Scientific Truth Every Coach Ought to Know About Using Batting Weights To Warm-up In The On-Deck Circle
This post may blow the minds of those that didn’t get the memo…
You can read the article in full by clicking the previous link, but I wanted to include important bullet points from the article and Sports Science video above:
- “Studies conducted over several decades have concluded that the ritual popular among professionals and emulated by amateurs doesn’t increase bat speed. It may actually slow it down…’the best is your own bat'”
- According to the Zepp app, average professional bat speeds range from 75 to 90-mph, average High School and College bat speeds range from 65 to 80-mph, and average youth bat speeds range from 40 to 70-mph.
- PLEASE NOTE: there are other batting weight studies with small sample sizes (ranging from 7 to 60 players) comparing High School, College, and recreational hitters in laboratory settings (not LIVE batting practice). Adrenaline or others batter’s routines could have influenced performance in these. Basically the variable wasn’t properly isolated…that being said, a study with 20 college baseball players found “their performance was statistically unchanged.”
- Dr. DeRenne, found using a 28-ounce batting weight changed the balance point of the bat and slowed down bat speed.
- In Sports Science video above, a college hitter in 2008 hit 10 machine pitched balls WITHOUT using a batting weight before, and had an average bat speed of 69-mph, and routinely connected with the sweet spot. After using the batting weight, then taking another 10 swings off the same pitching machine, his average bat speed dropped to 68.3-mph, and on each swing he missed the bat’s sweet spot by several inches.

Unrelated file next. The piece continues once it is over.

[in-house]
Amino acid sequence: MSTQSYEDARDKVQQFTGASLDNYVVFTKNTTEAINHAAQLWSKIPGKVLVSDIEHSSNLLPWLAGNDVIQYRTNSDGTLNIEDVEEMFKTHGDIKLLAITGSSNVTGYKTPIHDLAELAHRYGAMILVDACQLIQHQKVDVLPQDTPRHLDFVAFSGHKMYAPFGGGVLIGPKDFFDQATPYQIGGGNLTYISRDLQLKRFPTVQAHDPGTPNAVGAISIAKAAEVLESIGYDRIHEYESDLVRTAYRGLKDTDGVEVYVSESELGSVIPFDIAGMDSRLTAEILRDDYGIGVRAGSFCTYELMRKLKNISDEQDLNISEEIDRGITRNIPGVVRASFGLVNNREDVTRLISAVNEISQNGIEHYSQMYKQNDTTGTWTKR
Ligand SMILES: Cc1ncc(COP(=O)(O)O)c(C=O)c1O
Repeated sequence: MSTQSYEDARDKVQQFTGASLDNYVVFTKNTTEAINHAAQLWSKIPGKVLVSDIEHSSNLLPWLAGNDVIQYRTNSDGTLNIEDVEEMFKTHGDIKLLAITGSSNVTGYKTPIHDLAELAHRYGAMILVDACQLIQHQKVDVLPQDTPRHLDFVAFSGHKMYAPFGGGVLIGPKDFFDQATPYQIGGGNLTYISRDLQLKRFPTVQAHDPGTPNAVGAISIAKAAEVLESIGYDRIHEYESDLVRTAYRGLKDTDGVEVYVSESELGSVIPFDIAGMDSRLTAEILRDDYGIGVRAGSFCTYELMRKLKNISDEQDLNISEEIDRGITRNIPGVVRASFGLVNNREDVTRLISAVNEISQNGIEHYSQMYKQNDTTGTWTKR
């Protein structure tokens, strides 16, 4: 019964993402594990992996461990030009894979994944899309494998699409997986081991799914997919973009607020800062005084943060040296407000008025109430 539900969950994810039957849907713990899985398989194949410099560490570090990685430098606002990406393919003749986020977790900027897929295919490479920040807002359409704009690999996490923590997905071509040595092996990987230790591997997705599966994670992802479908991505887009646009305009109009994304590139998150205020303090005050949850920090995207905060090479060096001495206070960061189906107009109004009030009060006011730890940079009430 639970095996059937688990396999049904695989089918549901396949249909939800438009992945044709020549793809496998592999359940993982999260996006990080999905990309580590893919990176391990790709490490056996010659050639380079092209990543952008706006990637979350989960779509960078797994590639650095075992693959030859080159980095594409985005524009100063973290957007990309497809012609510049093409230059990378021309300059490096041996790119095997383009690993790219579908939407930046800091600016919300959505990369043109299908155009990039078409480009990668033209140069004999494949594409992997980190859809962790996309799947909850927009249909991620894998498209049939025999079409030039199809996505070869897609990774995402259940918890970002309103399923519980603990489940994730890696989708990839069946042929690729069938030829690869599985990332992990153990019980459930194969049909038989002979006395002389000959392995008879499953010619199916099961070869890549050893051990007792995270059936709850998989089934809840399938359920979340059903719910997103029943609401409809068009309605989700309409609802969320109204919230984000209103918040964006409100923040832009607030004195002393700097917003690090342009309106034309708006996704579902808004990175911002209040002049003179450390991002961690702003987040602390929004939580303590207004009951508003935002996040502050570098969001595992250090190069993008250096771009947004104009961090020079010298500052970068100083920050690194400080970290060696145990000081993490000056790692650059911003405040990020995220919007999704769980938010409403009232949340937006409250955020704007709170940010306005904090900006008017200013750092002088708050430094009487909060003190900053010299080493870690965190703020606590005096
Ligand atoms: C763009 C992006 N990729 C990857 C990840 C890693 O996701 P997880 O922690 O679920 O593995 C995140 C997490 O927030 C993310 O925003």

- The above video talked about how because the hitter swings the bat at a slower pace using a batting weight, more red slow twitch endurance muscle fibers get recruited, thereby decreasing the amount of white fast twitch muscle fibers which fire two to three times faster. Warming up with batting weight in on-deck circle is actually priming the wrong muscles before stepping in the box.
- The experience of a single batter can’t be generalized to others, but the results resembled other studies.
- “People are always looking for an edge,” Dr. Szymanski said, “but just because a professional athlete does something doesn’t mean it’s good or helpful or right.”
The Bottom Line?
Now, a 0.7-mph drop in average bat speed doesn’t seem like a lot, but as you saw, it makes a BIG difference in barreling the ball. As retired Physicist Dr. Alan Nathan says:
- If ball hits bat 1-inch off sweet spot = then 1 to 2-mph DECREASE in Ball Exit Speed (that’s 4 to 8-feet less distance!)
- If ball hits bat 2-inch off sweet spot = then 2 to 3-mph DECREASE in Ball Exit Speed (that’s 8 to 12-feet less distance!)
- If ball hits bat 3-inch off sweet spot = then 3 to 4-mph DECREASE in Ball Exit Speed (that’s 12 to 16-feet less distance!)
So, not only are hitters losing bat speed using a batting weight on the on-deck circle, but by barreling up the ball LESS OFTEN, they’re losing batted ball distance as well. Aside from swinging the hitter’s own bat, I’d say swinging a lighter bat – faster – would help the body recruit more of those white fast twitch muscle fibers before stepping in the box.
I’ve spent 11+ years in the corrective fitness industry, and have too many alphabet-soup certifications to bore you with.I also played four years of Division One baseball at Fresno State from 2000-2003.
It’s NOT how you study, but what you study that counts.I apply human movement principles (or rules), validated by science, to hitting a baseball and softball.